Interested in leaning more? Check out this great article here!
How do you exercise your dog? Do you exercise their brain too? Mental stimulation is just as important as physical exercise. Throughout history, dogs have been bred to have jobs. Sure, most of our pets aren’t working dogs, but none the less they still need something to do to keep busy. Dogs that are heavily exercised but lack outlets for mental stimulation suffer from an imbalance that can lead to several behavior problems. If you exercise your dog well but don’t provide mental stimulation, a possible result is a wonderful but bored athlete that has the energy and physical fitness to destroy lots of things or participate in many undesirable behaviors!
It is important to give your animal the opportunity to perform various activities each day. If your pet spends an hour a day barking or gnawing on the table legs, it is probably lacking stimulation. If you provide a variety of structured activities, it is likely that the undesirable behavior will decrease or be extinguished. For example, if your pet spends 30 minutes to an hour per day eating instead of wolfing food down in 5 minutes, it will have met a large part of daily activity needs, and will be less likely to destroy the couch or dig holes in your backyard!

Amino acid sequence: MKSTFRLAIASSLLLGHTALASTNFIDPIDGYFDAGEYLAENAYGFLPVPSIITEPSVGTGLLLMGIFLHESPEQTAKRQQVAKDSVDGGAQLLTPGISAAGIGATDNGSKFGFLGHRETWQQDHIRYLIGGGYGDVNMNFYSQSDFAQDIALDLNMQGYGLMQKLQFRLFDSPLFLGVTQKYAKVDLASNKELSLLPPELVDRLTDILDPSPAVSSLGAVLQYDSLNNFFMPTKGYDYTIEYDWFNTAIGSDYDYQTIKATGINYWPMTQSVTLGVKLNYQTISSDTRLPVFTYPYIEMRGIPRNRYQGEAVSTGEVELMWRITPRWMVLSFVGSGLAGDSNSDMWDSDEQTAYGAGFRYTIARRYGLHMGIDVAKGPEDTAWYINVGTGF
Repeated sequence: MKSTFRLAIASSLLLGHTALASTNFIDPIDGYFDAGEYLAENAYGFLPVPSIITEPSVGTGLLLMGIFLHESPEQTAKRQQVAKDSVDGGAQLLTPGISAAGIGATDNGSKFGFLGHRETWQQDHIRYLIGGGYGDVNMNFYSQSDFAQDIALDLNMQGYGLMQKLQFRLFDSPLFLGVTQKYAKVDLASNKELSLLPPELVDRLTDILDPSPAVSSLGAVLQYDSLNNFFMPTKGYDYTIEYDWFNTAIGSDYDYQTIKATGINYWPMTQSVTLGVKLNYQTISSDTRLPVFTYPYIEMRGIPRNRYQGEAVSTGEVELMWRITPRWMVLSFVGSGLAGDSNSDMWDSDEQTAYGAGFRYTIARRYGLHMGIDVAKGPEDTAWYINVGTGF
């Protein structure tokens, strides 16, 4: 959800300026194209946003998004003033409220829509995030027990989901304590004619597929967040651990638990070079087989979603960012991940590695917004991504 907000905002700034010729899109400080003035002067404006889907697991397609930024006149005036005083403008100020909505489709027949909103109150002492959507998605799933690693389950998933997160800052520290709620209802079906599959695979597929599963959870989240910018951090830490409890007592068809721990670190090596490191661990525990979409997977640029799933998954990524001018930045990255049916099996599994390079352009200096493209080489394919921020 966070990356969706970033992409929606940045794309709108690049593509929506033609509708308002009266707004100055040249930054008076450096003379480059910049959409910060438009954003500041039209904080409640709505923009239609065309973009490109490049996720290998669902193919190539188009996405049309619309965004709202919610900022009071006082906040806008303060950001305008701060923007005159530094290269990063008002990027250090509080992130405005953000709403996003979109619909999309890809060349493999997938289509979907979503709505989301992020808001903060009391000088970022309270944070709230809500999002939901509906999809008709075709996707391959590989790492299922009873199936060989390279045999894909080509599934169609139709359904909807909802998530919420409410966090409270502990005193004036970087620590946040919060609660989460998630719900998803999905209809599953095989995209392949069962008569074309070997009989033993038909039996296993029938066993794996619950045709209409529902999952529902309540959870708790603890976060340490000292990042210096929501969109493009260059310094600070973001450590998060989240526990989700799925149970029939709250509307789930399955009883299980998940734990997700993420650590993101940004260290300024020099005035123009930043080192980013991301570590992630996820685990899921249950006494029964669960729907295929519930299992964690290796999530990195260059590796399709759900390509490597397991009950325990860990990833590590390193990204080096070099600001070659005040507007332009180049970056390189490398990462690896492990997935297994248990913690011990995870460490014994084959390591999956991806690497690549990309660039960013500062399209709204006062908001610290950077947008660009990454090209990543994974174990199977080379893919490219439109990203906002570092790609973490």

Feeding Your Dog
How do you feed your dog? Do they get meals in a regular bowl and wolf it down in seconds flat? Just think! All of those rewards being wasted in just a few minutes. Use it for training exercises or stuff it in a kong or other treat dispensing toy and make them work for it! In the video above, you can see Nanu eating her breakfast out of a kong. Buy or make a few different dispensers and switch them up but remember to always put them away after they are done with them. You don’t want it to be available to them all of the time because you want it to be a novelty.
Home Made Treat Games
You don’t have to break the bank on expensive treat dispensers for your dog! Pick a few good items (like a kong) and try making some others at home.